His first pitch was called a strike, but the second hit Maurice Rath on the back. As he trotted to first base the money on the Reds kept building.
Before the match, the White Sox were seen as slight favourites, but Fullerton used his own methods to calculate they had a 71% chance of winning. Game one turned into a rout for the Reds: 9-1. Fullerton ringed three plays in dark pencil, each attributed to Cicotte.
After game two he circled six plays in another Reds victory. That night, White Sox catcher Ray Schalk complained to manager Bill Gleason that Cicotte was not pitching the way Schalk was asking. In the decisive fourth inning of game two he said the pitcher had “crossed” him four times, something he hadn’t done once during the rest of the season.
Cicotte was left out of game three – won by the White Sox 3-0 – but played again in game four. After the previous bust-up with Schalk he pitched as agreed. Instead he found other ways to sabotage the game.
Fullerton made two notes that highlighted what he saw as suspicious plays where Cicotte misfielded the ball and allowed the Reds to score two runs.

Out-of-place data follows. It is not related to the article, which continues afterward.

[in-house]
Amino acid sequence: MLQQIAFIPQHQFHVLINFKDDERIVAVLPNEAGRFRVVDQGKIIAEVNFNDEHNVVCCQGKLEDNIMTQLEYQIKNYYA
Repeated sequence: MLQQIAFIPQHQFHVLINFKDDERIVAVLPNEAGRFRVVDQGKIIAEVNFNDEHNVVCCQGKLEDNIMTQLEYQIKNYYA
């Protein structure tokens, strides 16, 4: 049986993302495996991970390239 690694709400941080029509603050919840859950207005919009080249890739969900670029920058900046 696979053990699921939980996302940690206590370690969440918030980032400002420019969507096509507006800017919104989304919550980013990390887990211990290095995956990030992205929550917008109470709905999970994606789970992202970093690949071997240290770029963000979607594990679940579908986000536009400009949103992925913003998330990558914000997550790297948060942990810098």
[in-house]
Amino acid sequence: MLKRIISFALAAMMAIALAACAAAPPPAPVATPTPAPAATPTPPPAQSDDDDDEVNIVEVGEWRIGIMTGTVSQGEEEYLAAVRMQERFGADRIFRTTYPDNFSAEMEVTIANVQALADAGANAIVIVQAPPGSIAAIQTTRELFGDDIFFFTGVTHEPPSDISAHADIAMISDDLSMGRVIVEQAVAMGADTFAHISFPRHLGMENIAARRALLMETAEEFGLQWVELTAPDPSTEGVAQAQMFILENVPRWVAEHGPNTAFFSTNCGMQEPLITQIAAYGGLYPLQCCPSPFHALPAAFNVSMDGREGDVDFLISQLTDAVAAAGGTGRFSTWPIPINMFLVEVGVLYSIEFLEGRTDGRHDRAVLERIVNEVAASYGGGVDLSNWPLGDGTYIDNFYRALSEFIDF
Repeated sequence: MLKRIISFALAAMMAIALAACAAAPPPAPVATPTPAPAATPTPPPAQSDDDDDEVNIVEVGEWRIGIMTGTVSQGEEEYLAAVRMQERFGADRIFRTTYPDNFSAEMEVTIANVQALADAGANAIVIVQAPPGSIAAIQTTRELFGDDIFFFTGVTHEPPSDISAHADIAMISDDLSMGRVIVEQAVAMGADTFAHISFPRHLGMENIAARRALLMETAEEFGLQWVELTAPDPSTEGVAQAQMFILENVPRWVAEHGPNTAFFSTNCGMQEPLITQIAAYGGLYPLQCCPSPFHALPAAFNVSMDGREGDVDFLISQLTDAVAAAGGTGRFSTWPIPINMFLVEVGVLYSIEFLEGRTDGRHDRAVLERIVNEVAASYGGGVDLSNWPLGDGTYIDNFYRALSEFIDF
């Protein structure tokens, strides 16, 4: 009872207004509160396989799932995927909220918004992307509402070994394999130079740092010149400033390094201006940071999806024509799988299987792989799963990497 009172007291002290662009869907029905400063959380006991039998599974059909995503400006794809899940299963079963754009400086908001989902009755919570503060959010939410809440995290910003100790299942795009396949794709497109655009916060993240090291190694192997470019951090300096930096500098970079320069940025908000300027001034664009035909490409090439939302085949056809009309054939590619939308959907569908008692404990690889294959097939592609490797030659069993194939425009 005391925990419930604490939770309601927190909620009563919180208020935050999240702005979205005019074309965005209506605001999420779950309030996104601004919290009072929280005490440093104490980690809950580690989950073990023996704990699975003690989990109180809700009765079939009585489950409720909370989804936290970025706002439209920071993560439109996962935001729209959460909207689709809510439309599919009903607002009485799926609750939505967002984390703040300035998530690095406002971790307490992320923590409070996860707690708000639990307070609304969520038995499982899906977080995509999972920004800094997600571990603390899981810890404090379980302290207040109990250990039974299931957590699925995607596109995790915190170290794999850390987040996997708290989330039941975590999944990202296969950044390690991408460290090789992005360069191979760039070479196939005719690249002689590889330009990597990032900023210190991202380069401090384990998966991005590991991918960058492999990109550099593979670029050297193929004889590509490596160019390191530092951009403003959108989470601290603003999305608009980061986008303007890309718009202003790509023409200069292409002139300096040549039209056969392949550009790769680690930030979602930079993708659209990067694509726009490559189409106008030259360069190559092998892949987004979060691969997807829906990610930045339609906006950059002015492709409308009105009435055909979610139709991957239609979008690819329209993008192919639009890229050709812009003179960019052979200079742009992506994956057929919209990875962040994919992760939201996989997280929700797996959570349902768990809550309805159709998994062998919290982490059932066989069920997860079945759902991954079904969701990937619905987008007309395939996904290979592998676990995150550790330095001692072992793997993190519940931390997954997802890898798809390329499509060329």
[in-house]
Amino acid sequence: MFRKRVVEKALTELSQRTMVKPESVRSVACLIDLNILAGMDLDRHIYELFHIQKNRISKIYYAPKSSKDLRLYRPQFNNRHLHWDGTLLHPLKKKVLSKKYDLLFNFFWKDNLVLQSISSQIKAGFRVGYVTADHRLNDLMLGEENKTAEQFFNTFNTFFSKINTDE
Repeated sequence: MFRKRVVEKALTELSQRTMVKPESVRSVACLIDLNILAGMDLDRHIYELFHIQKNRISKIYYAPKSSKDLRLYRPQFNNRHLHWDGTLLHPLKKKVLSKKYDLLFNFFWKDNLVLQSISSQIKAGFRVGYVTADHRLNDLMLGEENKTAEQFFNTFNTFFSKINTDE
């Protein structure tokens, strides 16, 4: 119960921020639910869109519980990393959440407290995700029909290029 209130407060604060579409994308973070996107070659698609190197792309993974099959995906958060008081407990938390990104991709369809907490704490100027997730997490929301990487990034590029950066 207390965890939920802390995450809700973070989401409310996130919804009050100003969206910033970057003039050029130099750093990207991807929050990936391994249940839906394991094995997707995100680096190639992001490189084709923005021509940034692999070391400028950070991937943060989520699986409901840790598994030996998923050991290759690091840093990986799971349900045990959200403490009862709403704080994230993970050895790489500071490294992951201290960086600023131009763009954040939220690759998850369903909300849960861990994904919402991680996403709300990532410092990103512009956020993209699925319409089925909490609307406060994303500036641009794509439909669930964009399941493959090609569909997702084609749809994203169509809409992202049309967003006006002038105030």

By the time of the eighth game the Reds led 4-3. Fullerton was frustrated. He had no concrete proof but was absolutely convinced the series was fixed.
He walked past a well-known gambler before the opening pitch and was advised to put some money on the Reds. “It’s going to be the biggest first inning you ever saw!” he was told. And it was. Claude Williams gave up four runs to the Reds as they built up a 10-1 lead before wining the game 10-5. The series was over.
Even with eight players conspiring it had been reasonably close. Fullerton believed his original prediction would have been proved correct without foul play.
He knew the numbers didn’t lie. The Sox players he suspected of being in on the fix committed nine errors during the series compared with only four by the rest of the squad combined. They gave up 21 runs compared to 14 by the non-fixers.